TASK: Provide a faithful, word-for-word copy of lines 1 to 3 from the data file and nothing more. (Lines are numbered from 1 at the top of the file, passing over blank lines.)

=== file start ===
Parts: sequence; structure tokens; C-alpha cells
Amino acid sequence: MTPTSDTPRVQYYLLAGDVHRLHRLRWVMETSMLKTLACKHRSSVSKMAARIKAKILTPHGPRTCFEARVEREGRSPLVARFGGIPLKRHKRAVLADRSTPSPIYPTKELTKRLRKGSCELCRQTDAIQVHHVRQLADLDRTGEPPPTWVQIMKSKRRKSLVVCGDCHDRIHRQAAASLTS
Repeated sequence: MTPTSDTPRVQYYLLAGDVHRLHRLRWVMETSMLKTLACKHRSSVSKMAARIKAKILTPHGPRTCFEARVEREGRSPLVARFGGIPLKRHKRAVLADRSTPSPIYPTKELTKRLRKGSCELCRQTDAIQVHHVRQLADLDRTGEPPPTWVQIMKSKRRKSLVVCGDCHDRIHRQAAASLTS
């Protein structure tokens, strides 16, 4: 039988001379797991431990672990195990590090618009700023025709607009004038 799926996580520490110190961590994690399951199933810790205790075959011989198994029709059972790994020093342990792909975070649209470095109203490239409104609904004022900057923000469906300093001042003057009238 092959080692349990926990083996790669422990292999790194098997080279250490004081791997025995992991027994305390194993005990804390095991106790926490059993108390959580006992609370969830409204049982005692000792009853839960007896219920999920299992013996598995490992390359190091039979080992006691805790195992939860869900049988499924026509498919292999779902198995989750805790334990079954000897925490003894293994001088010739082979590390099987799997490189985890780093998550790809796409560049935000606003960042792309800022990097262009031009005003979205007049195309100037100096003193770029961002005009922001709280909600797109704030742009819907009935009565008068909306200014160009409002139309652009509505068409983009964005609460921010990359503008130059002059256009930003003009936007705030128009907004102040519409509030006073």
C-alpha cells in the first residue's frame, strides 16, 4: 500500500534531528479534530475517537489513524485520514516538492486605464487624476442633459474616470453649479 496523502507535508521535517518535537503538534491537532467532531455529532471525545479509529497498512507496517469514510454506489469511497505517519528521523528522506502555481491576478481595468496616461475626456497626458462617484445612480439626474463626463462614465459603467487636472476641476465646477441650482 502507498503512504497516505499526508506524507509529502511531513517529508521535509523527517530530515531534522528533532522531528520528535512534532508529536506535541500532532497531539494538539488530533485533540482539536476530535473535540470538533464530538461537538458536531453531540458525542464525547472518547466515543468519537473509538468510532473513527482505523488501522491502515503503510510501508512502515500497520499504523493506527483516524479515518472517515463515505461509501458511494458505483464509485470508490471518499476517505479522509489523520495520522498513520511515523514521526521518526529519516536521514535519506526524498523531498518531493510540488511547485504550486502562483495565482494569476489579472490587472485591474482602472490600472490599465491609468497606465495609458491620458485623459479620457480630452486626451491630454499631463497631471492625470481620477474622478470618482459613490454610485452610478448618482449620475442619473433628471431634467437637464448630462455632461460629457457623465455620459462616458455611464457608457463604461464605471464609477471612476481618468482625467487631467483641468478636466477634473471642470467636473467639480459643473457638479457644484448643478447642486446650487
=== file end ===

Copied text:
Parts: sequence; structure tokens; C-alpha cells
Amino acid sequence: MTPTSDTPRVQYYLLAGDVHRLHRLRWVMETSMLKTLACKHRSSVSKMAARIKAKILTPHGPRTCFEARVEREGRSPLVARFGGIPLKRHKRAVLADRSTPSPIYPTKELTKRLRKGSCELCRQTDAIQVHHVRQLADLDRTGEPPPTWVQIMKSKRRKSLVVCGDCHDRIHRQAAASLTS
Repeated sequence: MTPTSDTPRVQYYLLAGDVHRLHRLRWVMETSMLKTLACKHRSSVSKMAARIKAKILTPHGPRTCFEARVEREGRSPLVARFGGIPLKRHKRAVLADRSTPSPIYPTKELTKRLRKGSCELCRQTDAIQVHHVRQLADLDRTGEPPPTWVQIMKSKRRKSLVVCGDCHDRIHRQAAASLTS